Increasing Frequency of Flood Events across the Central United States: A Hierarchy of Whys

发布时间:2020-08-18    作者:     浏览次数:379

 

城市水循环与海绵城市技术北京市重点实验室

2020年度系列学术报告会


一、报告题目

Increasing Frequency of Flood Events across the Central United States: A Hierarchy of Whys

美国中部地区日益增加的洪水频率:成因分类

二、报告信息

会议时间:2020年8月24日(周一)上午9:00-11:00

ZOOM ID: 650 967 47696   密码:266192

会议链接:https://zoom.com.cn/j/65096747696(可直接扫描下方二维码)

三、报告摘要

The frequency of flood events has been increasing across large areas of the central United States since the second half of the 20th century. Little is known about what is driving these changes, and the fundamental question we ask ourselves is: why? Using an observation-driven approach, we develop a statistical framework to attribute the changes in the frequency of flood peak events to changes in the climate system and to land use/cover. We focus on 287 U.S. Geological Survey sites with at least 50 years of daily discharge measurements between the second half of the 20th century and the present. Our analyses are performed at the seasonal level and consider five predictors (i.e., precipitation, temperature, antecedent wetness conditions, agriculture, and population density). Results indicate that precipitation and antecedent wetness conditions are the strongest predictors, with the role of the latter that increases as we lower the threshold for the event identification. Furthermore, we highlight the role of weather types in explaining the observed changes in precipitation and, consequently, in the frequency of flood events. Results related to the role of urbanization in changing flood characteristics will be presented as well.

The aim of this presentation is to provide insights into the possible reasons responsible for the changes in the frequency of flood events across the central United States, providing basic information that may enhance our capability of predicting and projecting these changes.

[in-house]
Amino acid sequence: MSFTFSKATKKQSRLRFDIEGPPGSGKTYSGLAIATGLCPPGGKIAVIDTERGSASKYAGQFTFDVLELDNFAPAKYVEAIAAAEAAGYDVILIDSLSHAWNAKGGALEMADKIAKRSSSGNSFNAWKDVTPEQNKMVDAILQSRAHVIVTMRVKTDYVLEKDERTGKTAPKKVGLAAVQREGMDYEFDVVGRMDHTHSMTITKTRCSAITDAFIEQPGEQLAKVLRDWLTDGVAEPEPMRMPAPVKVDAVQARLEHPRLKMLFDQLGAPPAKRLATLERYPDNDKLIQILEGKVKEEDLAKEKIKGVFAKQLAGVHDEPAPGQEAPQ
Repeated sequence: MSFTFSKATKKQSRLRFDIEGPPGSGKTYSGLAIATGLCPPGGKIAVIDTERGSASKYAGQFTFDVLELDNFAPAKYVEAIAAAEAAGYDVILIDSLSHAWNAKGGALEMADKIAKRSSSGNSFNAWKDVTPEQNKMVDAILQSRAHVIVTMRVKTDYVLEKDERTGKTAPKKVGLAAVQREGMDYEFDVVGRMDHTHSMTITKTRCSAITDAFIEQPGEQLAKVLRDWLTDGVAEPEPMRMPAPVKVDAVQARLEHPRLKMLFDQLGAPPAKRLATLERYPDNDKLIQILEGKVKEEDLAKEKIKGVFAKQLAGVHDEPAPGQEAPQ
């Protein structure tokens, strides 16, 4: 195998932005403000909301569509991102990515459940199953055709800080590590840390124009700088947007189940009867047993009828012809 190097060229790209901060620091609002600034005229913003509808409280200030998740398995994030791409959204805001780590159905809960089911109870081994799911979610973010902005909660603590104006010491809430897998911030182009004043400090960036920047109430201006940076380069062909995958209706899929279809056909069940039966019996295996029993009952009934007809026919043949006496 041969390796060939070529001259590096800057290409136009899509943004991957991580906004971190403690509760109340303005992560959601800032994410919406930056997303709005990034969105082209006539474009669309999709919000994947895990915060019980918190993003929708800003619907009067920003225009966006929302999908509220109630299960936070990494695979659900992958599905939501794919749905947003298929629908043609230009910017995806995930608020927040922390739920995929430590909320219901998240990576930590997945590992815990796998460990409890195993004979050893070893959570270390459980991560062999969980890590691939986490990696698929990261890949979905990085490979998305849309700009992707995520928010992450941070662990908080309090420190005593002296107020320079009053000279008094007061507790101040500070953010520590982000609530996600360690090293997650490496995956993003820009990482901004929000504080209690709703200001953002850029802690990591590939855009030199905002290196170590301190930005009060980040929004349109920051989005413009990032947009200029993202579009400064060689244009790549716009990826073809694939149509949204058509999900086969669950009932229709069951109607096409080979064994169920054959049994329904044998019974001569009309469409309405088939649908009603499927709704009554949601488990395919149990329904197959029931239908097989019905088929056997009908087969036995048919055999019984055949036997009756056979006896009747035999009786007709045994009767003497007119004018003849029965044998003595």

四、专家简介

Gabriele Villarini is a professor in the Department of Civil and Environmental Engineering at the University of Iowa, and the Director of IIHR-Hydroscience & Engineering. He received his M.S. in Civil Engineering in 2003 from the University of Rome “La Sapienza,” and his Ph.D. in Civil and Environmental Engineering in 2008 from the University of Iowa; he also received his Executive MBA from the Tippie School of Business at the University of Iowa in 2018. He was a researcher in the Department of Civil and Environmental Engineering at Princeton University from 2008 to 2012. His research interests focus on flood hydrology, extreme events, hydroclimatology, and climate predictions and projections. He has received a number of national and international awards, including the “Hydrological Sciences Outstanding Young Scientist Award” by the European Geosciences Union (2013), and the James B. Macelwane Medal by the American Geophysical Union (2016). He is a Fellow of the American Geophysical Union (2016). He has published over 190 peer-reviewed papers, including articles in Nature, Science, Nature Climate Change, Nature Reviews Earth & Environment, and the Proceedings of the National Academy of Sciences. He served as a member of the American Geophysical Union Precipitation Committee and of the U.S.-CLIVAR Working Group on Hurricanes and Climate.

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